There are a lot of hidden benefits to owning a diesel vehicle, according to a recent study.
The managing director of the University of Michigan Transportation Research Institute’s Automotive Futures group, Bruce Belzowski, compared thousands of vehicles sold at auctions with both gasoline and diesel variants, analyzing their total cost of ownership. The study found that when taking into account depreciation, fuel costs, repairs, maintenance, insurance, fees and taxes, owning a diesel can be anywhere from $2,000 to $7,000 cheaper over three to five years than its gasoline-powered counterpart.
This is despite the fact that diesel engines typically cost a premium when new, but resale values after three years have diesel passenger cars and SUVs being 30 to 50 percent higher. That number increases for medium-duty diesel pickup trucks, which are 60 to 70 percent higher. Resale values are even higher after five years of ownership.
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Fuel costs are also noticeably lower, with passenger car and SUV diesel owners paying 12 to 27 percent less and truck owners saving 4 to 8 percent over three- and five-year periods.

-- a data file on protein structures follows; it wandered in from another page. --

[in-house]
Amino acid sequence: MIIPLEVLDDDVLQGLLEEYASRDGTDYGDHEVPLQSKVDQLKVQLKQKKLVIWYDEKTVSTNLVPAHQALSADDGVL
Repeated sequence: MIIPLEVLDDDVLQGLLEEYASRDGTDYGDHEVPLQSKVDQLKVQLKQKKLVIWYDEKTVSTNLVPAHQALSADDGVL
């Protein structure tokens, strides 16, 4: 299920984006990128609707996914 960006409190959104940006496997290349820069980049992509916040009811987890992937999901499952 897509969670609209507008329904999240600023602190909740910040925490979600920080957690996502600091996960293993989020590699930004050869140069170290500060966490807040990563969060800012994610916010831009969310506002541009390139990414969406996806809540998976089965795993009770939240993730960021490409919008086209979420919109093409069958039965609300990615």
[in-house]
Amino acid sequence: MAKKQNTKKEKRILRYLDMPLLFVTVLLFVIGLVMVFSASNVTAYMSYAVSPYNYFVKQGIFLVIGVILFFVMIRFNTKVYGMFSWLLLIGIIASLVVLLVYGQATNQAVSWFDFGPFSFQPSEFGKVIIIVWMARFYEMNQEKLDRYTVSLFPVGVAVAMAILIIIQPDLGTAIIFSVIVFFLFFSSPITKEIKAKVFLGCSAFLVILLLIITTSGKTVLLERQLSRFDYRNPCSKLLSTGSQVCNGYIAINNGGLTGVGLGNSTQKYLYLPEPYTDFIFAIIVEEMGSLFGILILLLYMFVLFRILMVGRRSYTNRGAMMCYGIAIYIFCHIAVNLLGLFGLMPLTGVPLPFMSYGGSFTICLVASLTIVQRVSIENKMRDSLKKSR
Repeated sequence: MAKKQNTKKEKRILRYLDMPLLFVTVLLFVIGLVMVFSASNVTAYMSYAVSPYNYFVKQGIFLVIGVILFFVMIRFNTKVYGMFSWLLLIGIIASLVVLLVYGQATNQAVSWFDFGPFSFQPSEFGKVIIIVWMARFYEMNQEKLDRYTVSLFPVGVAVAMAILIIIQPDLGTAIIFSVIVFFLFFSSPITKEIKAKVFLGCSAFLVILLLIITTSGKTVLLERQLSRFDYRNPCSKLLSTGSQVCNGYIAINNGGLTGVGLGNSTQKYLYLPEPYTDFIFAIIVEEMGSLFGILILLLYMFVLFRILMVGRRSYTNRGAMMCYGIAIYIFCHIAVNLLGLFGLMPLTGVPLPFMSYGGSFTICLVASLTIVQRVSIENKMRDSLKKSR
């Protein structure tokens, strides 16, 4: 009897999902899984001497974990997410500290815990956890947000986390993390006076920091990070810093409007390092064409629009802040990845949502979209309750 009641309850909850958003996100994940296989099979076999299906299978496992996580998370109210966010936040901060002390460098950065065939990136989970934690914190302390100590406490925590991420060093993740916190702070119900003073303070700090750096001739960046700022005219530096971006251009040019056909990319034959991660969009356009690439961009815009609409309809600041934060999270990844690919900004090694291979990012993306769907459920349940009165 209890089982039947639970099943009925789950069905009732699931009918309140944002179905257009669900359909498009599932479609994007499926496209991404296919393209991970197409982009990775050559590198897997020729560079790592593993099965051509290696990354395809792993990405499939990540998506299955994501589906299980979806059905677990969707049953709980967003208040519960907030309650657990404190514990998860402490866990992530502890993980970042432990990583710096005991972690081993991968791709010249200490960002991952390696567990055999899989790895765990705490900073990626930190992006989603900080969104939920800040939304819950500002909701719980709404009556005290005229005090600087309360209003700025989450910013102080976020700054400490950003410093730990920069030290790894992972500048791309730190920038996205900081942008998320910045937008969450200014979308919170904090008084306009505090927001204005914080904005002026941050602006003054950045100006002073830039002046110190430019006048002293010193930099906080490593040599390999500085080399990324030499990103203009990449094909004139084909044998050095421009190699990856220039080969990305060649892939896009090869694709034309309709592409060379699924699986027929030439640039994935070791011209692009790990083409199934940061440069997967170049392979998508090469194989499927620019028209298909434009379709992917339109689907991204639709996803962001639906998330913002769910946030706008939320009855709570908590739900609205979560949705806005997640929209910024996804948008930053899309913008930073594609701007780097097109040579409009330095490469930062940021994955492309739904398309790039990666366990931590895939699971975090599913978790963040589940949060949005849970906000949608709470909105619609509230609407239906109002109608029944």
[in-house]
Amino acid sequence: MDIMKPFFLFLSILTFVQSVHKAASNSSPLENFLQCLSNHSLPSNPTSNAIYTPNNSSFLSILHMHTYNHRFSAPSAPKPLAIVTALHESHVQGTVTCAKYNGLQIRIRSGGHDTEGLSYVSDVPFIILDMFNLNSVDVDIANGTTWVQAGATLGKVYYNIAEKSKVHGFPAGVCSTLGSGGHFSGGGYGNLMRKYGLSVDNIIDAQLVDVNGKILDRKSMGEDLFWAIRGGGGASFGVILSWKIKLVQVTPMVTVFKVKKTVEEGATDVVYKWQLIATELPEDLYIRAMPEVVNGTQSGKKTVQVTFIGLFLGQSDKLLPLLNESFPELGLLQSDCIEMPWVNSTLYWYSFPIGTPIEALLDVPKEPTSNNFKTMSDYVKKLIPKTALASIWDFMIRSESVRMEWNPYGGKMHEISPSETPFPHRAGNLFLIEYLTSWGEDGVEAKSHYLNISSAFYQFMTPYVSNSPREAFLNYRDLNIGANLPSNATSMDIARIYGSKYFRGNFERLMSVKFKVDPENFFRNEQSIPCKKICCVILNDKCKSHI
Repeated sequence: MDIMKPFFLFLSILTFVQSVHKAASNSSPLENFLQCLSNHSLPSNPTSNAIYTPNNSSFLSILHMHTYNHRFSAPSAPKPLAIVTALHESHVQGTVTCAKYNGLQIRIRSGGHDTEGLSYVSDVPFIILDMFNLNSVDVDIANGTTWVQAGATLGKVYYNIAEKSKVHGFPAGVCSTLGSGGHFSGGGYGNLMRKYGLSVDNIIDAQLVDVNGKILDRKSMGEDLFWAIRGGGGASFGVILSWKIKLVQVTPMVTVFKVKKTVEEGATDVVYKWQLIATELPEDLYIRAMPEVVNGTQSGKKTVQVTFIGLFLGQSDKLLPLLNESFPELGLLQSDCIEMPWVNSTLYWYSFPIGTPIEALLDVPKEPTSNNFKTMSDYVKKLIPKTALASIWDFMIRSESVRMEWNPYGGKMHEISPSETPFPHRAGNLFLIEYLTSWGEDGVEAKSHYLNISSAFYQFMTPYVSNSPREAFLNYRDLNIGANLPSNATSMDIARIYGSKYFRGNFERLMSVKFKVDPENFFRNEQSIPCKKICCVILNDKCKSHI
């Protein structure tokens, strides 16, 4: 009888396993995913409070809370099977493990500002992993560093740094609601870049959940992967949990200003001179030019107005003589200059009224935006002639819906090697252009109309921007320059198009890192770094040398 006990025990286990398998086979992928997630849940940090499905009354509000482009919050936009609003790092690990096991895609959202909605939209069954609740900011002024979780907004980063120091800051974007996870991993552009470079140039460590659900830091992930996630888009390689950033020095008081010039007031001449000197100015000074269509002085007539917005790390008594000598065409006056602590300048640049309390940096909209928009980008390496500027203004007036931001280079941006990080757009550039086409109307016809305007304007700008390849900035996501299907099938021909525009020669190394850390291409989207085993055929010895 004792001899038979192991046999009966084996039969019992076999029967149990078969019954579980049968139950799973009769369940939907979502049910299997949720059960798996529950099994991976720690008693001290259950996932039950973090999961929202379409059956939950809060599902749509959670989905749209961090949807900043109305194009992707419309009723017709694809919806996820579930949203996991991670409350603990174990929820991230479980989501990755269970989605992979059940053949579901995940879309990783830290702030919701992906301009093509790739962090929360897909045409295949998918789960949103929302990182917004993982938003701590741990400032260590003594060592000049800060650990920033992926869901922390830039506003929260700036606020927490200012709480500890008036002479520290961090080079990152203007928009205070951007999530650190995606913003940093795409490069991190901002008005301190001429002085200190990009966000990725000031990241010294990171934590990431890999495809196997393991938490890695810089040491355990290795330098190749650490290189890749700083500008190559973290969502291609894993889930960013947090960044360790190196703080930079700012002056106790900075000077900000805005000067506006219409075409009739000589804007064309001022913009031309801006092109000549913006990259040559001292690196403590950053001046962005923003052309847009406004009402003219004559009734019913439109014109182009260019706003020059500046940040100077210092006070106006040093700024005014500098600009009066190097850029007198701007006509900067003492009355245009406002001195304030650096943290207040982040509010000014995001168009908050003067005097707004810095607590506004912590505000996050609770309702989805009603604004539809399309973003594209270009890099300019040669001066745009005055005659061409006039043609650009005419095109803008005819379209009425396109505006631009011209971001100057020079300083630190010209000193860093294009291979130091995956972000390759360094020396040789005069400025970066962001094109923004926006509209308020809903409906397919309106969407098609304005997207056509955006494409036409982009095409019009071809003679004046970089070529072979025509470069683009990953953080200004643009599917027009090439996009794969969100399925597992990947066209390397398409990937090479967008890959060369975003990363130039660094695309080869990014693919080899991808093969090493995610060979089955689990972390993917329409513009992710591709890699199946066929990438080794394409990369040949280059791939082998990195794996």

Diesel vehicles were more expensive when it came to the cost of insurance, repairs, maintenance, fees and taxes, but lower depreciation values and fuel costs resulted in a lower total cost of ownership.
“Though there are some exceptions to these positive results for some of the diesel versions of vehicles from a total-cost-of-ownership perspective, the overall direction of the results supports the idea that diesel vehicles are competitive within the U.S. market,” Belzowski said. “In particular, the idea that buyers can get a return on their initial higher investment in a diesel vehicle within three years is a very positive sign, considering new buyers tend to own their vehicles for an average of three-to-five years.”
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